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Developers Balk as Apple Cracks Down on Apps That Track Info

Image: An Apple logo

An Apple logo STEPHEN LAM / Reuters file

Apple is cracking down on apps that collect certain information about its users. While that might make privacy advocates happy, developers are less than thrilled.

"The enforcement of this rule throws a big ugly wrench into the mobile advertising ecosystem," Tapstream, which provides mobile tracking for ad networks, wrote on its blog.

Apple is banning apps that collect the consumer's IDFA or IFA (Identifier for Advertisers) but don't actually show any ads.

Think of an IDFA as something like a cookie. Each iOS device comes with an identification number that lets advertisers and developers track certain kinds of activity, like the websites someone has visited and the apps they have purchased.

The standard used to be UDID, until Apple made everyone switch to IDFA. Why the shift? Privacy concerns. IDFAs aren't permanent, as they can be reset by consumers. The change also allowed for people to opt out of targeted advertising in their phone settings.

Apple included this clause in its developer license agreement, which, until this week, has largely been ignored:

"You and Your Applications (and any third party with whom you have contracted to serve advertising) may use the Advertising Identifier, and any information obtained through the use of the Advertising Identifier, only for the purpose of serving advertising."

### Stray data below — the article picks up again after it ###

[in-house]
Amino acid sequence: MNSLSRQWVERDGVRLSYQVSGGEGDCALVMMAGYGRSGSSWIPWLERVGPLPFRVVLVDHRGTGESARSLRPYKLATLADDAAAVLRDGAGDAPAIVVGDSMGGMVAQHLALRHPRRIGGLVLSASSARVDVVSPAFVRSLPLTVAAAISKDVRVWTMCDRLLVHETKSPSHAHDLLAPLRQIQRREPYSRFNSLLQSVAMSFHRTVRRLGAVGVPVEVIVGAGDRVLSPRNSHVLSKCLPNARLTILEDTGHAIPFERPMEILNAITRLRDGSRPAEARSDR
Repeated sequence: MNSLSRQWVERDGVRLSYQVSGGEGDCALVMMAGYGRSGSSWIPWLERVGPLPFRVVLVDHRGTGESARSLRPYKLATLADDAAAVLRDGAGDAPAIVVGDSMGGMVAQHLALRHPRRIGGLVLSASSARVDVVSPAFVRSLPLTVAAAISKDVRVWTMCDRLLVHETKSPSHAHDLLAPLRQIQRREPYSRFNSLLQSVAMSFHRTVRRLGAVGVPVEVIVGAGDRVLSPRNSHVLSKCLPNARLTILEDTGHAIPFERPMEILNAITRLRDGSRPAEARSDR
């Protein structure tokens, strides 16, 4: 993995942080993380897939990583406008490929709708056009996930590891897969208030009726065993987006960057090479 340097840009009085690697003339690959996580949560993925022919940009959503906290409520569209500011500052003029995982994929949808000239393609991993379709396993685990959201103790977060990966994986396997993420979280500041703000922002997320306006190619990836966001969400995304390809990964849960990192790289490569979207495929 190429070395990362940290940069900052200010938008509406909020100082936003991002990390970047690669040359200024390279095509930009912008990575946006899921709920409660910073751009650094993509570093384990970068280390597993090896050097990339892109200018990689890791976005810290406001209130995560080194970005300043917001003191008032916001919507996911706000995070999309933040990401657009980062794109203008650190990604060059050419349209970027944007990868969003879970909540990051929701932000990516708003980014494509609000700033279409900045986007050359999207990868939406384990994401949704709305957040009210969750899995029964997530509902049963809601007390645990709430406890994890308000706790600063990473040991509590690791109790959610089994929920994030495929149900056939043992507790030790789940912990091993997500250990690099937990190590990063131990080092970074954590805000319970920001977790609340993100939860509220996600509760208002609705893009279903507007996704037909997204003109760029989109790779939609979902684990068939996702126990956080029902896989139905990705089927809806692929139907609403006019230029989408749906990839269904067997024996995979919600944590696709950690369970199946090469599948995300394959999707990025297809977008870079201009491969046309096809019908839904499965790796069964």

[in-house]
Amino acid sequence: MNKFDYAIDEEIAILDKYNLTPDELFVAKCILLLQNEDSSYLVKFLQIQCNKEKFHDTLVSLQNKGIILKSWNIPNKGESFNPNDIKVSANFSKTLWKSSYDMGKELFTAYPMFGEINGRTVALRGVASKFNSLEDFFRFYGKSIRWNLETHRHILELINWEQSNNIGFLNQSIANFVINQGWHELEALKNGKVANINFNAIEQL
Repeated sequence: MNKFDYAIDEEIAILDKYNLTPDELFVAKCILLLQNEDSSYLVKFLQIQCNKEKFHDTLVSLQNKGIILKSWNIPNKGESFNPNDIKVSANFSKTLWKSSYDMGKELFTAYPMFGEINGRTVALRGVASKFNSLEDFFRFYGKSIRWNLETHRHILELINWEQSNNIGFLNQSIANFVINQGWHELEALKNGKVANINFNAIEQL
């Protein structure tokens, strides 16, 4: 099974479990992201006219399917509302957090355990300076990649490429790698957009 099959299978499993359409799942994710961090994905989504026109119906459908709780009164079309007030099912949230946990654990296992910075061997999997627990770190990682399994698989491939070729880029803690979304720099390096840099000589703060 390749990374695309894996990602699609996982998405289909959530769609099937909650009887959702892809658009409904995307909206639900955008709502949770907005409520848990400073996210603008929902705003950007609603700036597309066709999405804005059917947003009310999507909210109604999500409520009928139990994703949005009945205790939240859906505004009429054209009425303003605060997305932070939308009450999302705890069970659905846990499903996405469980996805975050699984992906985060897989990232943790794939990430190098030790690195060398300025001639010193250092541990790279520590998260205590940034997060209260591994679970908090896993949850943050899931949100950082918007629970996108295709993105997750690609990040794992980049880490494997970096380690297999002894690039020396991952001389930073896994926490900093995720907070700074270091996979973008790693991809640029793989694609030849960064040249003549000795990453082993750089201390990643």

Apple hasn't explained why it has started enforcing the clause. But some app developers, who say IDFA data useful for everything from analytics to re-targeting consumers who have spent money on their apps, have found themselves frustrated when suddenly rejected.

"I really believe that most developers using IFA are trying to understanding if spending money on advertising was cost effective — as opposed to 'spying on their users,'" Suhail Doshi, founder of Mixpanel, a mobile analytics company, told NBC News in an email. "IFA allowed the end-user to reset the ID at any time which was a reasonable compromise that was analogous to how tracking cookies on the Web work."

NBC News reached out to Apple for this story, but the company did not respond. Still, considering that Apple is enforcing a rule that already existed — and, on its face, was written in the name of greater privacy — it's possible that the company is simply trying to protects its users.

Doshi, however, argued that Apple's decision could cause developers to find other ways to track users.

"IFA was specifically invented for the world of advertising and it put users in control," he wrote. "The new policies around it are now likely to cause app developers, as a last resort, to do things that will be worse for consumer privacy as they work around IFA — with far less transparency."